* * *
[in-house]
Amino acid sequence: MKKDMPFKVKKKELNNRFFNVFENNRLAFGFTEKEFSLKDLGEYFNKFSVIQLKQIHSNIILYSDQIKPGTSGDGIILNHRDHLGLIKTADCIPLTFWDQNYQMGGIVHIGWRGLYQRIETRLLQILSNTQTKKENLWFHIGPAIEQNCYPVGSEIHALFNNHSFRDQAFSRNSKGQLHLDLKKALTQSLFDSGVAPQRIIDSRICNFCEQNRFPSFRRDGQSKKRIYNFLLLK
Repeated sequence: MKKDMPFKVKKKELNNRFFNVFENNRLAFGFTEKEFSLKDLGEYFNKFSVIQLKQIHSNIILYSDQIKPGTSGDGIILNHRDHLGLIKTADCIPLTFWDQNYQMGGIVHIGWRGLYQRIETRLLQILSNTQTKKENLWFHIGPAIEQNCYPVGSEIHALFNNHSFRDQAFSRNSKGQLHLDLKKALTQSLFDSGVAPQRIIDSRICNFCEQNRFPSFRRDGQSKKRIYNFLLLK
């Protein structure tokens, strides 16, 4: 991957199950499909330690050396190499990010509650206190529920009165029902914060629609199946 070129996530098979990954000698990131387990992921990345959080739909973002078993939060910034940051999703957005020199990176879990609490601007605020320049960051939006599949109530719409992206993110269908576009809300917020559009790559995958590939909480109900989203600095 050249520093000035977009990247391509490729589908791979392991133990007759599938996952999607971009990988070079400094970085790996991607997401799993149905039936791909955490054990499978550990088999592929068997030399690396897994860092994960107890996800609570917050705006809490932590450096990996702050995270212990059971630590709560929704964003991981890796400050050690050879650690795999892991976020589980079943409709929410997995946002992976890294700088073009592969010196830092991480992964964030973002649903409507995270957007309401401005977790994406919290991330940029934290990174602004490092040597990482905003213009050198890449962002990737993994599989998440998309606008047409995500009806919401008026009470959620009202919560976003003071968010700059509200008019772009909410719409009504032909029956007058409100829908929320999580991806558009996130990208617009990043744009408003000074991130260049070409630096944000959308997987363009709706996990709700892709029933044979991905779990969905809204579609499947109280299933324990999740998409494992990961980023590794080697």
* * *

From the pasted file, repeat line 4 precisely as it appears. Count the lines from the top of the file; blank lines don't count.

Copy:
């Protein structure tokens, strides 16, 4: 991957199950499909330690050396190499990010509650206190529920009165029902914060629609199946 070129996530098979990954000698990131387990992921990345959080739909973002078993939060910034940051999703957005020199990176879990609490601007605020320049960051939006599949109530719409992206993110269908576009809300917020559009790559995958590939909480109900989203600095 050249520093000035977009990247391509490729589908791979392991133990007759599938996952999607971009990988070079400094970085790996991607997401799993149905039936791909955490054990499978550990088999592929068997030399690396897994860092994960107890996800609570917050705006809490932590450096990996702050995270212990059971630590709560929704964003991981890796400050050690050879650690795999892991976020589980079943409709929410997995946002992976890294700088073009592969010196830092991480992964964030973002649903409507995270957007309401401005977790994406919290991330940029934290990174602004490092040597990482905003213009050198890449962002990737993994599989998440998309606008047409995500009806919401008026009470959620009202919560976003003071968010700059509200008019772009909410719409009504032909029956007058409100829908929320999580991806558009996130990208617009990043744009408003000074991130260049070409630096944000959308997987363009709706996990709700892709029933044979991905779990969905809204579609499947109280299933324990999740998409494992990961980023590794080697």